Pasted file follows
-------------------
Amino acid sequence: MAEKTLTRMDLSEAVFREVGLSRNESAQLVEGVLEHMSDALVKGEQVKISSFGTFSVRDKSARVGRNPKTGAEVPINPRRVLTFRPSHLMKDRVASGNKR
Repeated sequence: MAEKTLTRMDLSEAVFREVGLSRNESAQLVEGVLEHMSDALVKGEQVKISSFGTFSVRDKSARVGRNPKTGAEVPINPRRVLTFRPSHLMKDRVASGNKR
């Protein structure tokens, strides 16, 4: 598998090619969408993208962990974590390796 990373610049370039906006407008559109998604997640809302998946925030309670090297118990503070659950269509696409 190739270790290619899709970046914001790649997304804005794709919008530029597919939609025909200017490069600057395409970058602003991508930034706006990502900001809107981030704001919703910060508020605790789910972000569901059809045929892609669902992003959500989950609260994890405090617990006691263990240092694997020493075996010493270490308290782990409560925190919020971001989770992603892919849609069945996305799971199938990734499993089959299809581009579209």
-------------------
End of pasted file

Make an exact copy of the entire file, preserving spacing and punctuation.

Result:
Amino acid sequence: MAEKTLTRMDLSEAVFREVGLSRNESAQLVEGVLEHMSDALVKGEQVKISSFGTFSVRDKSARVGRNPKTGAEVPINPRRVLTFRPSHLMKDRVASGNKR
Repeated sequence: MAEKTLTRMDLSEAVFREVGLSRNESAQLVEGVLEHMSDALVKGEQVKISSFGTFSVRDKSARVGRNPKTGAEVPINPRRVLTFRPSHLMKDRVASGNKR
């Protein structure tokens, strides 16, 4: 598998090619969408993208962990974590390796 990373610049370039906006407008559109998604997640809302998946925030309670090297118990503070659950269509696409 190739270790290619899709970046914001790649997304804005794709919008530029597919939609025909200017490069600057395409970058602003991508930034706006990502900001809107981030704001919703910060508020605790789910972000569901059809045929892609669902992003959500989950609260994890405090617990006691263990240092694997020493075996010493270490308290782990409560925190919020971001989770992603892919849609069945996305799971199938990734499993089959299809581009579209």